Edexcel A Level Chemistry:复习笔记1.8.5 Bond Enthalpy

Bond Enthalpy Definitions


  • When bonds are broken or made enthalpy changes take place
    • A chemical bond is a force of attraction between two atoms
    • Breaking the bond requires the input of energy it is therefore an endothermic process


  • The energy change required to break the bond depends on the atoms that form the bond
    • The energy required to break a particular bond is called the bond dissociation enthalpy
    • This is usually just shortened to bond enthalpy or bond energy


  • Bond formation is the opposite of bond breaking and so energy is released when bonds are formed
    • It is therefore an exothermic process



To break bonds energy is required from the surroundings and to make new bonds energy is released from the reaction to the surroundings



  • The amount of energy released when a particular bond is formed has the same magnitude as the energy taken in when the bond is broken but has the opposite sign

Overall enthalpy changes

  • If more energy is released when new bonds are formed than energy is required to break bonds, the reaction is exothermic
    • The products are more stable than the reactants


  • If more energy is required to break bonds than energy is released when new bonds are formed, the reaction is endothermic
    • The products are less stable than the reactants


  • The relationship between bond breaking and bond making can be shown graphically like this:



Bond enthalpy profiles


Average bond energy

  • Bond energies are affected by other atoms in the molecule (the environment)
  • Therefore, an average of a number of the same type of bond but in different environments is calculated
  • This bond energy is known as the average bond energy and is defined as

'The energy needed to break one mole of bonds in a gaseous molecule averaged over similar compounds'


Average bond enthalpy of C-H in methane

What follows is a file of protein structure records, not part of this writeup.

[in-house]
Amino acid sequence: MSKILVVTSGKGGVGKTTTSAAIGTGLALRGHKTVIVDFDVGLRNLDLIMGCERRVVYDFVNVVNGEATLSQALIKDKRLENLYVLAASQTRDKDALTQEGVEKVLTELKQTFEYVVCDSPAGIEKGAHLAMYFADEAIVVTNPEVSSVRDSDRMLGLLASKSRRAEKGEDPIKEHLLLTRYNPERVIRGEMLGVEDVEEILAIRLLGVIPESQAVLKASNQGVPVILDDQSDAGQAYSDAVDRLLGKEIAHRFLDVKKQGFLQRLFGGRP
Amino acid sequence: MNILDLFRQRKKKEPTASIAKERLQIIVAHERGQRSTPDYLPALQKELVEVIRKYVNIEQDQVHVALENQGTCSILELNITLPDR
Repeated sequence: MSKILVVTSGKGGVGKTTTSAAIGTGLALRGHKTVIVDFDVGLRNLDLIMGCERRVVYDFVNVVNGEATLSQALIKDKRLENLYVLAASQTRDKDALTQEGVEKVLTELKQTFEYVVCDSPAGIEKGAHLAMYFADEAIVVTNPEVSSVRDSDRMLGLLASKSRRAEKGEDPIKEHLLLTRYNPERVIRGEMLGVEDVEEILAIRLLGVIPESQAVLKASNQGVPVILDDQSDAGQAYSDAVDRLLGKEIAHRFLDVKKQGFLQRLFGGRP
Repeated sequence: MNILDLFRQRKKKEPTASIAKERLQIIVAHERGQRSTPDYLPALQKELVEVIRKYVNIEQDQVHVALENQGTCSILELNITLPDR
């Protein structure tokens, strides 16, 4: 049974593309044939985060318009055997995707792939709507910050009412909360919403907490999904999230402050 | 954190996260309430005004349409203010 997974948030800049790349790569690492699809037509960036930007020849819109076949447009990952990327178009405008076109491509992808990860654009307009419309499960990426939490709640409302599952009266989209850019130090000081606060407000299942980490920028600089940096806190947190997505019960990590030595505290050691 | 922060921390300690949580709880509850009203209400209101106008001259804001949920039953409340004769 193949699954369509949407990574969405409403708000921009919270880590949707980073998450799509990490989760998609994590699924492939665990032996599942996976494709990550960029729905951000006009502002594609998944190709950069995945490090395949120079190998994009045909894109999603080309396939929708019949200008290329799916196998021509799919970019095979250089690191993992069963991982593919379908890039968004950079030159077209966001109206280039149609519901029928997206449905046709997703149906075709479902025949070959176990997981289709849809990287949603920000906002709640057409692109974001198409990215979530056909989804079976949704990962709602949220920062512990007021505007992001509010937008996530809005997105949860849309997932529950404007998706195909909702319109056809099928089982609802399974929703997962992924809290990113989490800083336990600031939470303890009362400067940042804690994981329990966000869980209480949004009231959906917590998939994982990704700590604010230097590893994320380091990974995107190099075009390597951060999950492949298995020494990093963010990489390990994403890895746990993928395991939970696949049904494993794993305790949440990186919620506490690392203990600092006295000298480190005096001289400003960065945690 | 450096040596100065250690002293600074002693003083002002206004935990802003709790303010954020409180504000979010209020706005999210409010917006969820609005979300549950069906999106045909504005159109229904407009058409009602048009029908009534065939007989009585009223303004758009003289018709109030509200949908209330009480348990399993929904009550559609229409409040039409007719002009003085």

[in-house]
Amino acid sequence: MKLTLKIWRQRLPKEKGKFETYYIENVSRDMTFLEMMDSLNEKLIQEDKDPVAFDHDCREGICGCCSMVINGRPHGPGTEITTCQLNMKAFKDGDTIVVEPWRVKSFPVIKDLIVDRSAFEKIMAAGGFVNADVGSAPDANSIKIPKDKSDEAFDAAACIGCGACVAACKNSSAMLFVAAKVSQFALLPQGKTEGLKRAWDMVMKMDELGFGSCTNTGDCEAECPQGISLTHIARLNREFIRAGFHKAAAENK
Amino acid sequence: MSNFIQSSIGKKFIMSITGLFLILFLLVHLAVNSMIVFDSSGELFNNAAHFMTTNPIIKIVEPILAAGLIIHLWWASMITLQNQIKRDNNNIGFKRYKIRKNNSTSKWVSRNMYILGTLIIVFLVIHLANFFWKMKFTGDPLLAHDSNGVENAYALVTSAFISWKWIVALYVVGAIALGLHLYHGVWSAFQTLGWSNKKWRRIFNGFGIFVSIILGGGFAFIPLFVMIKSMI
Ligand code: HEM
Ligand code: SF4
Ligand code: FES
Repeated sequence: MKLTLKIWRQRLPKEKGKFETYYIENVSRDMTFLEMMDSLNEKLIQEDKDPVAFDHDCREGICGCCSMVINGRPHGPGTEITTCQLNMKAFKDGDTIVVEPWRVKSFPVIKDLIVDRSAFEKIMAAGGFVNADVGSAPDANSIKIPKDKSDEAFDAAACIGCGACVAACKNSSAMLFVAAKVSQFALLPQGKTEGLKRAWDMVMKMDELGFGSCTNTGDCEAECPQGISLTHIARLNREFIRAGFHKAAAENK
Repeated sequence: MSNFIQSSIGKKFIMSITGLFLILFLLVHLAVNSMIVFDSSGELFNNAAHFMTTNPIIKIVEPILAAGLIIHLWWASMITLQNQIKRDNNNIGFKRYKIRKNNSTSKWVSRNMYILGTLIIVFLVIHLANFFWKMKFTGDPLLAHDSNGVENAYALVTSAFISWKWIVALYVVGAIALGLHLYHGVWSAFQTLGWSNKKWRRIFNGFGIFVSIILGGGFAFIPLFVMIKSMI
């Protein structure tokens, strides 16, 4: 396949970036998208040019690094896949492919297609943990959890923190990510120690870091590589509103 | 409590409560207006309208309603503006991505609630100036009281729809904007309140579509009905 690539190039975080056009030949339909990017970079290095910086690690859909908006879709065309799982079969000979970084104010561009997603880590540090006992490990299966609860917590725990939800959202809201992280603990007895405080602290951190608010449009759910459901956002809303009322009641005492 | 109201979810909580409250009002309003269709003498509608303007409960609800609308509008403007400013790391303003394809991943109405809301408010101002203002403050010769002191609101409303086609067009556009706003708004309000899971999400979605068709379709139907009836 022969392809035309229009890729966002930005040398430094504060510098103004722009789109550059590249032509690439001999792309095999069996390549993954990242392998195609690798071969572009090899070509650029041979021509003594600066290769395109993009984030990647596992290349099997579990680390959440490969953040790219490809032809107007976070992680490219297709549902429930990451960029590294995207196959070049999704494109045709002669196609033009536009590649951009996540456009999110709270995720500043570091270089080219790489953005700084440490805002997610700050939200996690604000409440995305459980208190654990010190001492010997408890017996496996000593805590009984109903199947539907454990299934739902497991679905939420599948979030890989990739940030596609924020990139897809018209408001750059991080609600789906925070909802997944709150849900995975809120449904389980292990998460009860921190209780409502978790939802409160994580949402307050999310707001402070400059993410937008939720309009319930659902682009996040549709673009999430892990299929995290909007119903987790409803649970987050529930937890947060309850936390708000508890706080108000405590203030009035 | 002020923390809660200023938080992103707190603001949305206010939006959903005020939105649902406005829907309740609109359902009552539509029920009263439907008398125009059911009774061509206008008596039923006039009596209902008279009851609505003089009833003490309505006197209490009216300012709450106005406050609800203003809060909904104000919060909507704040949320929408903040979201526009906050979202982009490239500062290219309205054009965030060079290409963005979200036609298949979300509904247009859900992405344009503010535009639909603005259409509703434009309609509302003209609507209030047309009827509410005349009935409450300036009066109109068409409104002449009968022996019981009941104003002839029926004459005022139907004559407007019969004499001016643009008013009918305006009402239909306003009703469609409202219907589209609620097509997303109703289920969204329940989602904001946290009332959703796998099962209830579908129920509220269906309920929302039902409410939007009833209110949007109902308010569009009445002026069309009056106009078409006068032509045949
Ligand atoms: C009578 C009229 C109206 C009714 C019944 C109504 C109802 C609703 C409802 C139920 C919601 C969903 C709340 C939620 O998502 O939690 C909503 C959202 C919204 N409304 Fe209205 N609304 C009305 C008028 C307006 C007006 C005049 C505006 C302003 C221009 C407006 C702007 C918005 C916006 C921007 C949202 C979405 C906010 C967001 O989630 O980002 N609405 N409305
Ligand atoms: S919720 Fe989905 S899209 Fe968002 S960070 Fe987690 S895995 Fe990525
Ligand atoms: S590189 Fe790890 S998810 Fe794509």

• The average bond enthalpy of C-H is found by taking the bond dissociation enthalpy for the whole molecule and dividing it by the number of C-H bonds
  • The first C-H bond is easier to break than the second as the remaining hydrogens are pulled more closely to the carbon
  • However, since it is impossible to measure the energy of each C-H bond an average is taken
  • This value is also compared with a range of similar compounds to obtain an accepted value for the average bond enthalpy

Exam Tip

A lot of students mix up endothermic / exothermic and bond breaking / bond making.

An easy way to remember is that ENDOTHERMIC leads to the poetic phrase the 'end o' the bond'

Calculating Bond Enthalpies

  • Bond energies are used to find the ΔHrꝋ of a reaction when this cannot be done experimentally
  • The process is a step-by-step summation of the bond enthalpies of the all the molecules present finishing with this formula:

ΔrHθ = enthalpy change for bonds broken + enthalpy change for bonds formed

  • These two worked examples show how to lay out your calculation

Worked Example

Calculate the enthalpy of reaction for the Haber process reaction. The relevant bond energies are given in the table below:5.1.10-Worked-example-Calculating-the-enthalpy-change-in-Haber-process-



Step 1: The chemical equation for the Haber process is:

N2 (g) + 3H2 (g) ⇌ 2NH3 (g)

N≡N       3 H-H         6 N-H

Step 2: Set out the calculation as a balance sheet as shown below:


Note! Values for bonds broken are positive (endothermic) and values for bonds formed are negative (exothermic)

Step 3: Calculate the standard enthalpy of reaction

    • ΔrHθ = enthalpy change for bonds broken + enthalpy change for bonds formed
    • ΔrHθ = (+2253 kJ mol-1) + (-2346 kJ mol-1)
    • ΔrHθ = -93 kJ mol-1

Worked Example

The complete combustion of ethyne, C2H2 , is shown in the equation below:

2C2H2 (g)  + 5 O2 (g)   →   2H2O (g) + 4CO2 (g)

Using the average bond enthalpies given in the table, what is the enthalpy of combustion of ethyne?




Step 1: The enthalpy of combustion is the enthalpy change when one mole of a substance reacts in excess oxygen to produce water and carbon dioxide

The chemical reaction should therefore be simplified such that only one mole of ethyne reacts in excess oxygen:

H-C≡C-H + 2 ½ O=O → H-O-H + 2O=C=O

Step 2: Set out the calculation as a balance sheet as shown below:



    • ΔrHθ = enthalpy change for bonds broken + enthalpy change for bonds formed
    • ΔrHθ = (+2912 kJ mol-1) + (- 4142 kJ mol-1)
    • ΔrHθ = -1230 kJ mol-1

Exam Tip

The key to success in bond enthalpy calculations is to be very careful when accounting for every bond present. Always draw out the full displayed structures of the molecules so you don't miss any of the bonds.

Watch out for coefficients in the balanced equations as students often miss those, forget to multiply them by the bond enthalpies and get the answer wrong!

It is super important to show your steps because bond enthalpy calculations often carry 3 marks, 2 of which could be for workings if you get the final answer wrong